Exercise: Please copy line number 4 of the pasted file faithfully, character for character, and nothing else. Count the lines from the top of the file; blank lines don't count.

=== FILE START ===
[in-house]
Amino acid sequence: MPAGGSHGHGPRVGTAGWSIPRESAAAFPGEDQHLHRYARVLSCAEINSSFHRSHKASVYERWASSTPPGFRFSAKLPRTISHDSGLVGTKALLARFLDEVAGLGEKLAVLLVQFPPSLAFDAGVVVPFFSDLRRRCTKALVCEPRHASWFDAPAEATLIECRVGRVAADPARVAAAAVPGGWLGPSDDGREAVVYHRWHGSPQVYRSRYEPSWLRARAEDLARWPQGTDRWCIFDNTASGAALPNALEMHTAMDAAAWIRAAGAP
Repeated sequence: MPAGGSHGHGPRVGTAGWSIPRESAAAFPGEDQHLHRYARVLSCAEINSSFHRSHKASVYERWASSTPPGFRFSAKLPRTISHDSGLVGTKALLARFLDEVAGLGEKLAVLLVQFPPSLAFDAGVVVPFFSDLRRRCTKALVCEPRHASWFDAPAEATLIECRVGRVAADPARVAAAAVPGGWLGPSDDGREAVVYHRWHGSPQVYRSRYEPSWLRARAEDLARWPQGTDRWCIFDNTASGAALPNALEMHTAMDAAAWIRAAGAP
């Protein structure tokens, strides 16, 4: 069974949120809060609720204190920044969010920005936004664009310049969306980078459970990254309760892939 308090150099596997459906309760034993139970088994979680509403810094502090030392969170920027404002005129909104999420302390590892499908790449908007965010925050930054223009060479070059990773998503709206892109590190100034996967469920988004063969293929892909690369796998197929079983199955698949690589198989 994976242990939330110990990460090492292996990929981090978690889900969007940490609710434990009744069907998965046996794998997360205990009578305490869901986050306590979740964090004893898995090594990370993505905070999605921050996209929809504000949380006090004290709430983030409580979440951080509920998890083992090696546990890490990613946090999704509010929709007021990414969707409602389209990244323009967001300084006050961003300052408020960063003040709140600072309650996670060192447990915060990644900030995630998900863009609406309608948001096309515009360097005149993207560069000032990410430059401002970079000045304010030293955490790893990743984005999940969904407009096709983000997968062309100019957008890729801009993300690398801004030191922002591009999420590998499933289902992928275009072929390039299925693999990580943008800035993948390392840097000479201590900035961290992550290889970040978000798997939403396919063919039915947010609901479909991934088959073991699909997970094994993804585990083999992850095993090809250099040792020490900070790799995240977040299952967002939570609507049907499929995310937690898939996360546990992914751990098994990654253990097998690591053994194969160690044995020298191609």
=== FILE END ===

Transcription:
């Protein structure tokens, strides 16, 4: 069974949120809060609720204190920044969010920005936004664009310049969306980078459970990254309760892939 308090150099596997459906309760034993139970088994979680509403810094502090030392969170920027404002005129909104999420302390590892499908790449908007965010925050930054223009060479070059990773998503709206892109590190100034996967469920988004063969293929892909690369796998197929079983199955698949690589198989 994976242990939330110990990460090492292996990929981090978690889900969007940490609710434990009744069907998965046996794998997360205990009578305490869901986050306590979740964090004893898995090594990370993505905070999605921050996209929809504000949380006090004290709430983030409580979440951080509920998890083992090696546990890490990613946090999704509010929709007021990414969707409602389209990244323009967001300084006050961003300052408020960063003040709140600072309650996670060192447990915060990644900030995630998900863009609406309608948001096309515009360097005149993207560069000032990410430059401002970079000045304010030293955490790893990743984005999940969904407009096709983000997968062309100019957008890729801009993300690398801004030191922002591009999420590998499933289902992928275009072929390039299925693999990580943008800035993948390392840097000479201590900035961290992550290889970040978000798997939403396919063919039915947010609901479909991934088959073991699909997970094994993804585990083999992850095993090809250099040792020490900070790799995240977040299952967002939570609507049907499929995310937690898939996360546990992914751990098994990654253990097998690591053994194969160690044995020298191609």